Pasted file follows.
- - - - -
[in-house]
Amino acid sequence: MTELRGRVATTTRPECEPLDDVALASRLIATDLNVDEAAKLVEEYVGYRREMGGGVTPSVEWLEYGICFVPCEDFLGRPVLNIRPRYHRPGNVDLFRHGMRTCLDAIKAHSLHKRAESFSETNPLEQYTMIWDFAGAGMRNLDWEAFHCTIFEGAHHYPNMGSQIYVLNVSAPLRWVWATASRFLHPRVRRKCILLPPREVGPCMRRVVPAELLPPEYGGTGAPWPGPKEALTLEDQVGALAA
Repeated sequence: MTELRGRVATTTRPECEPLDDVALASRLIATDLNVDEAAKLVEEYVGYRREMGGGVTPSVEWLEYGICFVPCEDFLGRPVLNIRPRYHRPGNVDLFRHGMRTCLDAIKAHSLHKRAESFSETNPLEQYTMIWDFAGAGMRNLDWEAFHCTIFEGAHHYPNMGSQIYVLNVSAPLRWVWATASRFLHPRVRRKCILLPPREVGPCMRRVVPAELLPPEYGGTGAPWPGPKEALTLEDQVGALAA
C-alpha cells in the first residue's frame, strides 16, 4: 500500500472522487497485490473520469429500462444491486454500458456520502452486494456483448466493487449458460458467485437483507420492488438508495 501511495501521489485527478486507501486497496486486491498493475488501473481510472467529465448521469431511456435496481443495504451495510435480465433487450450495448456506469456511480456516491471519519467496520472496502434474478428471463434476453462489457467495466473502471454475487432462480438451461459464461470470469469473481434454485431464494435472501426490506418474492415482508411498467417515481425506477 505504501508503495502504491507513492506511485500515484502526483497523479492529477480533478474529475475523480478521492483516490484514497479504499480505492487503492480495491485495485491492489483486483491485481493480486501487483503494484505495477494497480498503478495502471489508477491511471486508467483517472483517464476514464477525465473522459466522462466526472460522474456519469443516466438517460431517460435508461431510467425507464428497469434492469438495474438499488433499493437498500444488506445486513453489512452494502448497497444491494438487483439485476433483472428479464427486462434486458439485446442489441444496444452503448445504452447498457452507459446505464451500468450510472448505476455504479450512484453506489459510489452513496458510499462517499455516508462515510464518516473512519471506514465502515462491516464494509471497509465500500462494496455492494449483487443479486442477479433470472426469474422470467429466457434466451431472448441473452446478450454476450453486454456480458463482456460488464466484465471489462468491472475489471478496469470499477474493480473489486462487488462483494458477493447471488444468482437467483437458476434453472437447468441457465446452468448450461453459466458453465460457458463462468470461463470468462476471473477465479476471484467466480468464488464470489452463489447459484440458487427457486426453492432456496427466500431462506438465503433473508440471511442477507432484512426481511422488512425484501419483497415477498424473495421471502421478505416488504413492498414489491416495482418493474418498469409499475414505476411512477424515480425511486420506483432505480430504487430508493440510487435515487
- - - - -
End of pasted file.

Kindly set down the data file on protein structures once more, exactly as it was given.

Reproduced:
[in-house]
Amino acid sequence: MTELRGRVATTTRPECEPLDDVALASRLIATDLNVDEAAKLVEEYVGYRREMGGGVTPSVEWLEYGICFVPCEDFLGRPVLNIRPRYHRPGNVDLFRHGMRTCLDAIKAHSLHKRAESFSETNPLEQYTMIWDFAGAGMRNLDWEAFHCTIFEGAHHYPNMGSQIYVLNVSAPLRWVWATASRFLHPRVRRKCILLPPREVGPCMRRVVPAELLPPEYGGTGAPWPGPKEALTLEDQVGALAA
Repeated sequence: MTELRGRVATTTRPECEPLDDVALASRLIATDLNVDEAAKLVEEYVGYRREMGGGVTPSVEWLEYGICFVPCEDFLGRPVLNIRPRYHRPGNVDLFRHGMRTCLDAIKAHSLHKRAESFSETNPLEQYTMIWDFAGAGMRNLDWEAFHCTIFEGAHHYPNMGSQIYVLNVSAPLRWVWATASRFLHPRVRRKCILLPPREVGPCMRRVVPAELLPPEYGGTGAPWPGPKEALTLEDQVGALAA
C-alpha cells in the first residue's frame, strides 16, 4: 500500500472522487497485490473520469429500462444491486454500458456520502452486494456483448466493487449458460458467485437483507420492488438508495 501511495501521489485527478486507501486497496486486491498493475488501473481510472467529465448521469431511456435496481443495504451495510435480465433487450450495448456506469456511480456516491471519519467496520472496502434474478428471463434476453462489457467495466473502471454475487432462480438451461459464461470470469469473481434454485431464494435472501426490506418474492415482508411498467417515481425506477 505504501508503495502504491507513492506511485500515484502526483497523479492529477480533478474529475475523480478521492483516490484514497479504499480505492487503492480495491485495485491492489483486483491485481493480486501487483503494484505495477494497480498503478495502471489508477491511471486508467483517472483517464476514464477525465473522459466522462466526472460522474456519469443516466438517460431517460435508461431510467425507464428497469434492469438495474438499488433499493437498500444488506445486513453489512452494502448497497444491494438487483439485476433483472428479464427486462434486458439485446442489441444496444452503448445504452447498457452507459446505464451500468450510472448505476455504479450512484453506489459510489452513496458510499462517499455516508462515510464518516473512519471506514465502515462491516464494509471497509465500500462494496455492494449483487443479486442477479433470472426469474422470467429466457434466451431472448441473452446478450454476450453486454456480458463482456460488464466484465471489462468491472475489471478496469470499477474493480473489486462487488462483494458477493447471488444468482437467483437458476434453472437447468441457465446452468448450461453459466458453465460457458463462468470461463470468462476471473477465479476471484467466480468464488464470489452463489447459484440458487427457486426453492432456496427466500431462506438465503433473508440471511442477507432484512426481511422488512425484501419483497415477498424473495421471502421478505416488504413492498414489491416495482418493474418498469409499475414505476411512477424515480425511486420506483432505480430504487430508493440510487435515487